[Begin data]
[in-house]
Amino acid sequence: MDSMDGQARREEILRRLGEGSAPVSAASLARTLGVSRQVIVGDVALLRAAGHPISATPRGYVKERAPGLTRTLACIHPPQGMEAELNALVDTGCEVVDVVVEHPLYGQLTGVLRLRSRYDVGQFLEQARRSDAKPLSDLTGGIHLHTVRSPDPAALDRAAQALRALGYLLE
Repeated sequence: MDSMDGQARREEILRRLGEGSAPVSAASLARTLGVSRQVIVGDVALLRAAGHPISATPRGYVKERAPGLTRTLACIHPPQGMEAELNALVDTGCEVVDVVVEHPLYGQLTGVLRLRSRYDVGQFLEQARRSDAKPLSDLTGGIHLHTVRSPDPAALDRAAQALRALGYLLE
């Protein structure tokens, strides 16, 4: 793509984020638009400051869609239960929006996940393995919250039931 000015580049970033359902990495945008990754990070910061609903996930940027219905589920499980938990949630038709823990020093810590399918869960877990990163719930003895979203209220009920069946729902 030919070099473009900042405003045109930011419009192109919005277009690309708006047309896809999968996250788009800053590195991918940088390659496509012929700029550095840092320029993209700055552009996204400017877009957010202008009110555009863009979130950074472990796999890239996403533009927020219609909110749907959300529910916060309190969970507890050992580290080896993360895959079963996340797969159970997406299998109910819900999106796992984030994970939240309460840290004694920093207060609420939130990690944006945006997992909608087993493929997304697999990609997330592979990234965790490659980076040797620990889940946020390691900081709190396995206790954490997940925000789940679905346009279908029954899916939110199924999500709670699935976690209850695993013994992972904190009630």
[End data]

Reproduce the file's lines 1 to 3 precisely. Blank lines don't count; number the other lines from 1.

[in-house]
Amino acid sequence: MDSMDGQARREEILRRLGEGSAPVSAASLARTLGVSRQVIVGDVALLRAAGHPISATPRGYVKERAPGLTRTLACIHPPQGMEAELNALVDTGCEVVDVVVEHPLYGQLTGVLRLRSRYDVGQFLEQARRSDAKPLSDLTGGIHLHTVRSPDPAALDRAAQALRALGYLLE
Repeated sequence: MDSMDGQARREEILRRLGEGSAPVSAASLARTLGVSRQVIVGDVALLRAAGHPISATPRGYVKERAPGLTRTLACIHPPQGMEAELNALVDTGCEVVDVVVEHPLYGQLTGVLRLRSRYDVGQFLEQARRSDAKPLSDLTGGIHLHTVRSPDPAALDRAAQALRALGYLLE